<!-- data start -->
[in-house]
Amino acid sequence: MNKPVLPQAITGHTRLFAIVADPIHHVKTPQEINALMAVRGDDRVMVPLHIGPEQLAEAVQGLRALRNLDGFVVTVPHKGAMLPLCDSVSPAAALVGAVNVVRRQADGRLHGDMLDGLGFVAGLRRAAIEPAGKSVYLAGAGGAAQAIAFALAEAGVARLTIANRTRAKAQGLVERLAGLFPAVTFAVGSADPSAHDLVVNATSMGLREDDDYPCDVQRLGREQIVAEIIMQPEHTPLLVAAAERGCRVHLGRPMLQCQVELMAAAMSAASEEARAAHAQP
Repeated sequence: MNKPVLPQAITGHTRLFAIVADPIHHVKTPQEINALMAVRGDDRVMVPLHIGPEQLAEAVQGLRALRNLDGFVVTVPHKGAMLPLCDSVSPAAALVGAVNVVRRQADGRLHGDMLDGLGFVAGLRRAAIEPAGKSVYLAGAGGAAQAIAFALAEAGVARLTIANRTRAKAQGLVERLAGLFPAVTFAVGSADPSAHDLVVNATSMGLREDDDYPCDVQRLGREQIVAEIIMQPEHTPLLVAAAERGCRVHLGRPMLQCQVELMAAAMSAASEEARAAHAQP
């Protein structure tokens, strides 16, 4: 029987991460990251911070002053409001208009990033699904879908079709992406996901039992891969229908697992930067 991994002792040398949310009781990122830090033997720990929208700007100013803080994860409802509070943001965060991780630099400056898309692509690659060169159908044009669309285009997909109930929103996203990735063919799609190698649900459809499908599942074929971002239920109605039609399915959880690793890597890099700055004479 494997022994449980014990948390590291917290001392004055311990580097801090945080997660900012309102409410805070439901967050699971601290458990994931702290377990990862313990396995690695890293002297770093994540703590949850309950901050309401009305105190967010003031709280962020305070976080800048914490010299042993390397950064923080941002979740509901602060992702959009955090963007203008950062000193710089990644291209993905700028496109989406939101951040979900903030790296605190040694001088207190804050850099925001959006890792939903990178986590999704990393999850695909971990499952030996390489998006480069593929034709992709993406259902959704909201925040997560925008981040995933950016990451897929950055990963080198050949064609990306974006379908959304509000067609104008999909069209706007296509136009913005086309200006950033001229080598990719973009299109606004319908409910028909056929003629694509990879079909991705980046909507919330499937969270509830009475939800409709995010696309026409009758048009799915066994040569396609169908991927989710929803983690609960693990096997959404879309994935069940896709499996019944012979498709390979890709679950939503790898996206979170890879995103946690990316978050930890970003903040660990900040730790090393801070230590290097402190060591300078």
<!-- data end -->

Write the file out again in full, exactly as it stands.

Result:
[in-house]
Amino acid sequence: MNKPVLPQAITGHTRLFAIVADPIHHVKTPQEINALMAVRGDDRVMVPLHIGPEQLAEAVQGLRALRNLDGFVVTVPHKGAMLPLCDSVSPAAALVGAVNVVRRQADGRLHGDMLDGLGFVAGLRRAAIEPAGKSVYLAGAGGAAQAIAFALAEAGVARLTIANRTRAKAQGLVERLAGLFPAVTFAVGSADPSAHDLVVNATSMGLREDDDYPCDVQRLGREQIVAEIIMQPEHTPLLVAAAERGCRVHLGRPMLQCQVELMAAAMSAASEEARAAHAQP
Repeated sequence: MNKPVLPQAITGHTRLFAIVADPIHHVKTPQEINALMAVRGDDRVMVPLHIGPEQLAEAVQGLRALRNLDGFVVTVPHKGAMLPLCDSVSPAAALVGAVNVVRRQADGRLHGDMLDGLGFVAGLRRAAIEPAGKSVYLAGAGGAAQAIAFALAEAGVARLTIANRTRAKAQGLVERLAGLFPAVTFAVGSADPSAHDLVVNATSMGLREDDDYPCDVQRLGREQIVAEIIMQPEHTPLLVAAAERGCRVHLGRPMLQCQVELMAAAMSAASEEARAAHAQP
């Protein structure tokens, strides 16, 4: 029987991460990251911070002053409001208009990033699904879908079709992406996901039992891969229908697992930067 991994002792040398949310009781990122830090033997720990929208700007100013803080994860409802509070943001965060991780630099400056898309692509690659060169159908044009669309285009997909109930929103996203990735063919799609190698649900459809499908599942074929971002239920109605039609399915959880690793890597890099700055004479 494997022994449980014990948390590291917290001392004055311990580097801090945080997660900012309102409410805070439901967050699971601290458990994931702290377990990862313990396995690695890293002297770093994540703590949850309950901050309401009305105190967010003031709280962020305070976080800048914490010299042993390397950064923080941002979740509901602060992702959009955090963007203008950062000193710089990644291209993905700028496109989406939101951040979900903030790296605190040694001088207190804050850099925001959006890792939903990178986590999704990393999850695909971990499952030996390489998006480069593929034709992709993406259902959704909201925040997560925008981040995933950016990451897929950055990963080198050949064609990306974006379908959304509000067609104008999909069209706007296509136009913005086309200006950033001229080598990719973009299109606004319908409910028909056929003629694509990879079909991705980046909507919330499937969270509830009475939800409709995010696309026409009758048009799915066994040569396609169908991927989710929803983690609960693990096997959404879309994935069940896709499996019944012979498709390979890709679950939503790898996206979170890879995103946690990316978050930890970003903040660990900040730790090393801070230590290097402190060591300078």